Stocks and Timing

Dagmar   Cole
Dagmar Cole Business Analyst / Project Manager, Read Author Bio || Read All Articles by Dagmar Cole

When my husband and I have extra money left over at the end of the month, we move it to the Household Stock Portfolio. We look for stocks we believe are overlooked, undervalued, and cheap (emphasis on cheap!). With modern technology, I can define an action to buy or sell a specific stock at a specific price for a defined time period. The purchase or sale of the stock occurs without human intervention; this is an example of a "temporal event."

A temporal event is a "…process based exclusively on timing criterion." Business processes often include temporal events which do not require any human interaction but are based on business rules identifying the timing criteria. It important for a Business Analyst (BA) to understand what a temporal event is and how to gather temporal event business rules.

Temporal events have business rules governing when the event begins, what the time interval is, and when the event ends. There may be sub-tasks related to the temporal event that also need to be captured. For example, the stock limit order may start on the first business day of the month and continue until fourteen business days have passed. A sub-task process may generate a notification to the user three business days prior to the start of the limit order, notifying the user the limit order is about to go into effect.

Because the business rules are based on time, temporal events can be a challenge to model. Consider a manufacturing environment where the business rule is to start the next task "soon as possible" or "late as possible" based on another task. Notice I did not say previous task, because temporal events can occur in parallel with other actions. In my experience, the most difficult temporal event to understand and document is one that does not execute sequentially but spawns multiple concurrent temporal events, each with different rules and interacting with different stakeholders. Using our stock limit order example, if the stock price of a manufacturer of wooden pallets falls, the limit order purchases the pallet manufacturer stock but also checks the prices of trucking, railroad, and transoceanic stocks and sells based on rules defined for each industry.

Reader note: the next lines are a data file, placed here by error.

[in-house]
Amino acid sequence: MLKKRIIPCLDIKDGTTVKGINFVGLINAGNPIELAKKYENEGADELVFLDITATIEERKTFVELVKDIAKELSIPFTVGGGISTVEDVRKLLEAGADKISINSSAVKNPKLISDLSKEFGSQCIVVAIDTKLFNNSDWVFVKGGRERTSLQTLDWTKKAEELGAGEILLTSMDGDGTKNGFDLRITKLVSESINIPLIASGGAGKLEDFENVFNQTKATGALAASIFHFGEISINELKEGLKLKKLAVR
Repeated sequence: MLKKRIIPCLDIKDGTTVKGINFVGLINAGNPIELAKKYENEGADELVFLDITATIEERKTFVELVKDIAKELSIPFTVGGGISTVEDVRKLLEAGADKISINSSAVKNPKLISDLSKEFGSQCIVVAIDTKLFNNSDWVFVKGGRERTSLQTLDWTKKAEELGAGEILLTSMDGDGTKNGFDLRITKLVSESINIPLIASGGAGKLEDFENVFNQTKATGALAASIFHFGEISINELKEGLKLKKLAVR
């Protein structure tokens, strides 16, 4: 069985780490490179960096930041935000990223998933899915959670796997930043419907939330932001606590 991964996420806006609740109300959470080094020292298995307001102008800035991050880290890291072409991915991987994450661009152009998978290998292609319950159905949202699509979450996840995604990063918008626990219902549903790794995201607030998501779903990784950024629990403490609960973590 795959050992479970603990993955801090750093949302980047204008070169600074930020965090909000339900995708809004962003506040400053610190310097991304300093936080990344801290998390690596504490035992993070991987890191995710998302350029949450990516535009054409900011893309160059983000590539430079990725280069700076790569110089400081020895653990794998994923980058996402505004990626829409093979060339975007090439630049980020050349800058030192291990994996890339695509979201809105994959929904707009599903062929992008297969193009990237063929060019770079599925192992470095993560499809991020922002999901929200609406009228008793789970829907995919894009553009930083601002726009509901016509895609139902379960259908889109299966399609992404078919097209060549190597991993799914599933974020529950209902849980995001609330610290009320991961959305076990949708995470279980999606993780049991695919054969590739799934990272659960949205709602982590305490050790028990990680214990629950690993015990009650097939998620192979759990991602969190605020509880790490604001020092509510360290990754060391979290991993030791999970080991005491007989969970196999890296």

A temporal event can be repeated, or it could be a unique, "one off" incident. Take care not to confuse a rare temporal event occurrence with a spontaneous event. A spontaneous event is "an event based on some condition(s) becoming true, but not based on any timing criteria." An example of a spontaneous event would be the stock market halts trading; this event occurs because of the action of falling stock prices, not because of timing rules. The stock market halt is a spontaneous event; when the market returns to trading and the price falls sufficiently, my limit order purchases the stock as a temporal event.

In the words of Carson Wentz,

"Timing and accuracy are really what matters at the end of the day."

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Standard citation for this article:

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Dagmar Cole, "Stocks and Timing" Business Rules Journal, Vol. 22, No. 02, (Feb. 2021)

About our Contributor:

Dagmar   Cole
Dagmar Cole Business Analyst / Project Manager,

Dagmar Cole has over twenty years of experience working in all facets of the Software Development Life Cycle (SDLC). Her interest in applying quantitative management techniques to software began at George Mason University. While majoring in Decision Science, she published a paper on Software Quality Assurance. Later, she published her master's thesis in strategic information systems planning at Marymount University.

As a business analyst and project manager, Dagmar continues her quest to apply quantitative techniques to the SDLC. She is an active member of the Fort Worth Chapter of IIBA and was a speaker at the IIBA BBC 2015 conference. She also has extensive training in conflict resolution and is returning to the IIBA BBC conference in 2016 to discuss conflict resolution.

Read All Articles by Dagmar Cole

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